• Breaking the Fourth Wall: After Cioffi compliments the art of theatrical criticism, he says, "You never know who's in your audience."
  • Bunny-Ears Lawyer: While Cioffi is easily distracted by the glamour of being among professional performers, he is nonetheless a skilled detective who works out multiple conspiracies in the cast (and, as it turns out, a rather gifted script doctor as well).
  • Cast Full of Gay: Bobby is the only male cast member of Robbin' Hood that is straight.
  • Cat Scare: Johnny is alone on stage and hears creepy noises from the orchestra pit, but it turns out to be just Belling playing with a stray cat. Then he hears more creepy noises, but this time it turns out to be the murderer and Johnny gets shot dead.
  • Caustic Critic: Nearly every review Robbin' Hood gets at first seems to come from one of these, and the cast spends an entire song ("What Kind Of Man?") calling out this type of critic. Daryl Grady is one himself, and is later revealed to be behind the murders of Jessica and Johnny.
  • Chicken-and-Egg Paradox: Lt. Cioffi has this exchange with Aaron prior to "I Miss The Music":
    Cioffi: Can I ask? Only because I've wondered this my entire life — Which would normally come first? The music, or the lyric?
    Aaron: Same answer as the chicken or the egg.
    Cioffi: Ah. So it's the lyric.
  • Crowd Song: "Wide Open Spaces," "Show People," "Thataway!", "He Did It," "Kansasland," and "In the Same Boat Completed."
    • Justified with a few of the numbers, as "Wide Open Spaces," "Thataway!", "Kansasland," and "In The Same Boat" are actually songs from the Show Within a Show.
  • Deadpan Snarker: Carmen and Belling, although everyone in the cast has their moments.
  • Death by Woman Scorned: Sid constantly cheated on Carmen, but she put up with it as her primary concern was giving Bambi the chance to be a Broadway star. However, once he told her he was going to shut down Robin' Hood, which would've torpedoed Bambi's career, she snaps at the thought of having to put up with him for nothing and kills him. Crosses over with Mama Bear given Carmen’s true motives for hanging him.
  • Divorce Is Temporary: Georgia and Aaron used to be married, but got divorced years ago. They get back together, of course.
  • Do Not Call Me "Paul": "Shut up, Elaine!" "The name is Bambi...mother!"
  • Do Not Spoil This Ending: The closing number advises the audience not reveal the identity of the murderer, or murderers, as it happens, or it might be curtains for them next.
  • Drama-Preserving Handicap: After Bobby gets injured and has trouble moving, Cioffi is sure he'll be fine for the show, convinced that he'll get an adrenaline rush once it's time to perform. In the end, Cioffi is shown taking his place, meaning that this did not happen and that Bobby's passion for performing couldn't overcome a severe head injury.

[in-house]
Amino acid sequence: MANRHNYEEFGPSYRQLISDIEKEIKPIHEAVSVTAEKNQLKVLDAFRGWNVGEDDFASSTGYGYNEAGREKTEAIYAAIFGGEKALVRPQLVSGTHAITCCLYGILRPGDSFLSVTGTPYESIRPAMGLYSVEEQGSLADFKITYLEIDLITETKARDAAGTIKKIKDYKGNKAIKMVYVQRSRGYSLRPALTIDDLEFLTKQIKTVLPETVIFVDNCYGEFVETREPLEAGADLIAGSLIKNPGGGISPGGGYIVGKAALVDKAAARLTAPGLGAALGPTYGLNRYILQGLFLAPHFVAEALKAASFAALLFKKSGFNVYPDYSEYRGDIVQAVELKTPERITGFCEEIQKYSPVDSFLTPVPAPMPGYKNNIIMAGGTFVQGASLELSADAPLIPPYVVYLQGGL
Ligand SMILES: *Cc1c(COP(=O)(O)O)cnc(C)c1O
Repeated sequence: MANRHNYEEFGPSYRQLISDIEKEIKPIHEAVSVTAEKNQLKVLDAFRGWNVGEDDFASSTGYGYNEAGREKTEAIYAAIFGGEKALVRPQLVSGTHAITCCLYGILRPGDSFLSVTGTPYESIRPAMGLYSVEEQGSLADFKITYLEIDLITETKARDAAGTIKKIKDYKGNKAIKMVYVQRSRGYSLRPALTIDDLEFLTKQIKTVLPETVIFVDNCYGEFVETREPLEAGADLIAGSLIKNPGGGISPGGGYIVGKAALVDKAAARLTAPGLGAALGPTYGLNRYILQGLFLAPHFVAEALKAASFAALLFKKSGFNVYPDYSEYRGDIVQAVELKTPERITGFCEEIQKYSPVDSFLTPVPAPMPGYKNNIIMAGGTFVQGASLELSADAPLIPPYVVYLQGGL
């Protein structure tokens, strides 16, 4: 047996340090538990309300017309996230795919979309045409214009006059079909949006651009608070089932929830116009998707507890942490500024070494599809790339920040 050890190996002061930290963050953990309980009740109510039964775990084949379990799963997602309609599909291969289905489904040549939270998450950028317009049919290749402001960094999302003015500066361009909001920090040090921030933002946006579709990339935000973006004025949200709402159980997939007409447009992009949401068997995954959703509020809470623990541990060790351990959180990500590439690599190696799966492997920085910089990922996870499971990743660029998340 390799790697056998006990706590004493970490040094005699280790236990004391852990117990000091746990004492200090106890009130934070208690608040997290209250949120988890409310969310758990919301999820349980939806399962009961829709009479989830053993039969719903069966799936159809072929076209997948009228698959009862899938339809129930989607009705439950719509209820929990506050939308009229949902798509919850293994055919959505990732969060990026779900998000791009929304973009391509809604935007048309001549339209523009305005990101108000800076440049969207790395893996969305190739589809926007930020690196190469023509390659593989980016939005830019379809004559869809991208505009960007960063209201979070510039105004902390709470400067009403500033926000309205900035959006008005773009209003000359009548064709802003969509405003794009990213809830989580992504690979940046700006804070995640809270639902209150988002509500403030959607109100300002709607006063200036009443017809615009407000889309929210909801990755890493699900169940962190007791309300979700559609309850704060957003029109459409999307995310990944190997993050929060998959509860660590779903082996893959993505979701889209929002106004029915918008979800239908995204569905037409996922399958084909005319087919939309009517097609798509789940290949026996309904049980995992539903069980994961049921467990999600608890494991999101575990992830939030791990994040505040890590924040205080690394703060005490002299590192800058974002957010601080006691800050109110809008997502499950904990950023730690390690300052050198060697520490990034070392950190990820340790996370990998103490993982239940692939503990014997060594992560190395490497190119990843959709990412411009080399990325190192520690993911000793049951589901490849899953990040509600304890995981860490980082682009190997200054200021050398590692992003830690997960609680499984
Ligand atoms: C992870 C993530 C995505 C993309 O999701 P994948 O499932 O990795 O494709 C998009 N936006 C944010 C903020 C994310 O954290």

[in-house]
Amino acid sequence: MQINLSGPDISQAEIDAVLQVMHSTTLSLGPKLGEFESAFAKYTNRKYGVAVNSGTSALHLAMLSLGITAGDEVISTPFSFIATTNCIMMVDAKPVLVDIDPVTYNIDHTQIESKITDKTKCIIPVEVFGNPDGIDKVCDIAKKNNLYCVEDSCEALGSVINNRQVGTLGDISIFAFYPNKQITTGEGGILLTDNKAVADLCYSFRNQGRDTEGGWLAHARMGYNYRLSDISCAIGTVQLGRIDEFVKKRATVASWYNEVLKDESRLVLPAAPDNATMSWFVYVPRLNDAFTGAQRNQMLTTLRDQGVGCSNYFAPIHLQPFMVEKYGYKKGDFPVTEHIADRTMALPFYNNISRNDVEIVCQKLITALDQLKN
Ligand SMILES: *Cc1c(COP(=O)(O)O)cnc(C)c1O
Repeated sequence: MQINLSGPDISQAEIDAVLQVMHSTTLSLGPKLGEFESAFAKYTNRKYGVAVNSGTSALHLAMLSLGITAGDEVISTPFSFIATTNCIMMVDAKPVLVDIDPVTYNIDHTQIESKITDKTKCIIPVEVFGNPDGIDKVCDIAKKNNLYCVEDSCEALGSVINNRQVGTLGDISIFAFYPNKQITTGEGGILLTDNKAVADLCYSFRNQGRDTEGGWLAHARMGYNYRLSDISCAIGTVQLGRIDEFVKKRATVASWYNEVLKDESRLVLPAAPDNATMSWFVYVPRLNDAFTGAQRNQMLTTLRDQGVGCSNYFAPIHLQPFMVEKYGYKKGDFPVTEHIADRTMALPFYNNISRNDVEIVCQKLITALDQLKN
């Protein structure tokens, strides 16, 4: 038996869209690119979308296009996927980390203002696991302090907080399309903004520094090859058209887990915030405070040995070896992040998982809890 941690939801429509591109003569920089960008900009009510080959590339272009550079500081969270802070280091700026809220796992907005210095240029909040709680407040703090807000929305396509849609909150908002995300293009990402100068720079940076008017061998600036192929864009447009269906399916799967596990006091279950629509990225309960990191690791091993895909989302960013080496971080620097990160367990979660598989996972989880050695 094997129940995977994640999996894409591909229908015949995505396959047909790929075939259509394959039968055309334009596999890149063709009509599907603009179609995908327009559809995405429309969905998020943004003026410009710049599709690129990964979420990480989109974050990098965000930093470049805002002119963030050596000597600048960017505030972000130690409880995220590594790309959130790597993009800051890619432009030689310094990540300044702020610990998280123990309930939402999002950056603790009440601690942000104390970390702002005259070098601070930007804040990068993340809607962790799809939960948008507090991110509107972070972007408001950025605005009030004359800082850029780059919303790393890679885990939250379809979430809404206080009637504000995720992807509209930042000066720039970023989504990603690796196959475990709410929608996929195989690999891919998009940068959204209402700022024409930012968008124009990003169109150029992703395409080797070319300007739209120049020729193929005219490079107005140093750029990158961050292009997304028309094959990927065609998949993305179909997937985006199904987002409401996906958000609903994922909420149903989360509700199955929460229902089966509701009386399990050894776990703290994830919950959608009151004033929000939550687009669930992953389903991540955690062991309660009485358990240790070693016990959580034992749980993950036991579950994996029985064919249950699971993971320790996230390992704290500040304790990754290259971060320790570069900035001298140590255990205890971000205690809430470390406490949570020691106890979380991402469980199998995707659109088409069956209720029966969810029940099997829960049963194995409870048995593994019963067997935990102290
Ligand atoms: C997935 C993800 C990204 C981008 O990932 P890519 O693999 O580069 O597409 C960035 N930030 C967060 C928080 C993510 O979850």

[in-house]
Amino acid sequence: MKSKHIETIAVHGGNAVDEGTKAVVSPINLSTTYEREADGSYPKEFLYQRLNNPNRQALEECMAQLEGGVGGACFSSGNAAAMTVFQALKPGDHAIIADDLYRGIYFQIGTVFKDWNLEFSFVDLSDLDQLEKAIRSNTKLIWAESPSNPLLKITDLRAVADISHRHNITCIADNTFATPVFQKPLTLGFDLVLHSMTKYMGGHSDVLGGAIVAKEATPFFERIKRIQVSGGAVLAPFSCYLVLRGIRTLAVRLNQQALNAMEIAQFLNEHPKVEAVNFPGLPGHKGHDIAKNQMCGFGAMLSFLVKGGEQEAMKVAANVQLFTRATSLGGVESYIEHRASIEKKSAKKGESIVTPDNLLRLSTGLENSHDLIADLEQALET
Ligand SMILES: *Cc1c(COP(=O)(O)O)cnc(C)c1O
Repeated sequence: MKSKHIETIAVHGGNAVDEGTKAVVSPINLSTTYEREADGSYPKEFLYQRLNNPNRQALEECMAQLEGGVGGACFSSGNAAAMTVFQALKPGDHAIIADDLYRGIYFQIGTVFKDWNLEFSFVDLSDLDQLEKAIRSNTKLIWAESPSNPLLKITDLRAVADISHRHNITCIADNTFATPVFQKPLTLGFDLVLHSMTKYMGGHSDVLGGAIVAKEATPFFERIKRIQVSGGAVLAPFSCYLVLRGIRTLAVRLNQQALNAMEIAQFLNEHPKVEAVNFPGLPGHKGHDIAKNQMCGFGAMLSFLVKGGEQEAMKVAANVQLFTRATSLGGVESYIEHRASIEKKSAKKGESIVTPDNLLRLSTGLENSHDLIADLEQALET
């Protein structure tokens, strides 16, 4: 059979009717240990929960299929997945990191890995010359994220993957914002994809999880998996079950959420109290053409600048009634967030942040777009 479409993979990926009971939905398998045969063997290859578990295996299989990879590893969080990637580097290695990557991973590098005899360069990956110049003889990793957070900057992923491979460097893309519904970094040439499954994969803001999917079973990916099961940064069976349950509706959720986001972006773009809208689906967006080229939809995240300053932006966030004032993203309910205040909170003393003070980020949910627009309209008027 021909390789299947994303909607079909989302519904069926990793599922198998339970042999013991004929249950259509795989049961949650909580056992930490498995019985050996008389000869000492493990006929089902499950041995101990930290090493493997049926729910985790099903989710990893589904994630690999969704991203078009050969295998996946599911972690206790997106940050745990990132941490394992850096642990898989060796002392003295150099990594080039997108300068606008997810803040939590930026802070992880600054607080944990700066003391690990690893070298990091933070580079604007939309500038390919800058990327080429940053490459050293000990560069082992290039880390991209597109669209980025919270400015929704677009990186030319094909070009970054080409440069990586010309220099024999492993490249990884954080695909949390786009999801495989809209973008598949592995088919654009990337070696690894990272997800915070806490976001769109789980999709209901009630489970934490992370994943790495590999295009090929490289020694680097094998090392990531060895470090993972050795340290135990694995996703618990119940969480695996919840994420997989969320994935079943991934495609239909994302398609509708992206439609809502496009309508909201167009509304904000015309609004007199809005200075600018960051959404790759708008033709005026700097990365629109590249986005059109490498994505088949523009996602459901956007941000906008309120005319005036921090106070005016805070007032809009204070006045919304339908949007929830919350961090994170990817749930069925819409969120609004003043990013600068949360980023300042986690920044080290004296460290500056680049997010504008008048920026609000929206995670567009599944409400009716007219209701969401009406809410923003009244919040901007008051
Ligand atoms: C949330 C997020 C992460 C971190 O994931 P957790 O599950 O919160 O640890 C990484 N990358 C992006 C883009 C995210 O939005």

• Dying Clue: Johnny rips out a page from his notebook with the stage direction "Drop in Planet Earth" as he is dying from a gunshot wound. "Planet Earth" was supposed to represent The Boston Globe and its senior theater critic, Daryl Grady, who is the culprit behind Johnny and Jessica's murders.
  • Establishing Character Moment: As the Robbin' Hood is finishing their mock funeral for Jessica, our main character arrives on stage:
    Lt. Cioffi: (formally) Excuse me, I'm Lt. Frank Cioffi of the Greater Boston Police. I'm assigned to the homicide division and- (gushing) oh, it's an honor to be standing on the same stage with each and every one of you!
  • "Eureka!" Moment: Subverted: Cioffi shouts "That's it! I've solved it!" while he, Belling, and Niki are up in the rafters, but it turns out he means that he's figured out how to improve one of the show's musical numbers; he doesn't figure out who the murderer is until a few scenes later.
  • Exact Words: There's a moment late in the show where the cast thinks the killer is about to strike again, and Bambi screams "somebody, do something fast!" The orchestra then tears into an up-tempo instrumental number while Bambi tries to tell them that isn't what she meant. The piece they play is listed in the score as, you guessed it, "Something Fast."
  • Extremely Short Time Span: The show takes place over a time period of less than 48 hours. According to the script, the first scene takes place at 10:45 p.m. Saturday, with the finale at 10:20 p.m. Monday. The script even notes that Cioffi managed to shave 25 minutes off the show's run time through his investigation.
  • Foreshadowing:
    • One of the very first songs, "What Kind of Man?", is about how awful critics are. The critic turns out to be the murderer.
    • Niki being able to recognize Daryl Grady, despite the fact his image has never been published.
    • During the murderer's Motive Rant, they mention everything they did to kill Jessica and Johnny. They never say anything about Sid.
    • In their first encounter, Cioffi says he's arresting Grady for the crime of murder, then reveals he was just reciting lines from one of his past roles to mess with him. As it turns out, Cioffi was right on the money.
  • Glad I Thought of It: Belling does it for all of Cioffi's suggestions, to the point where he asks him to come up with another idea so he can take credit for it.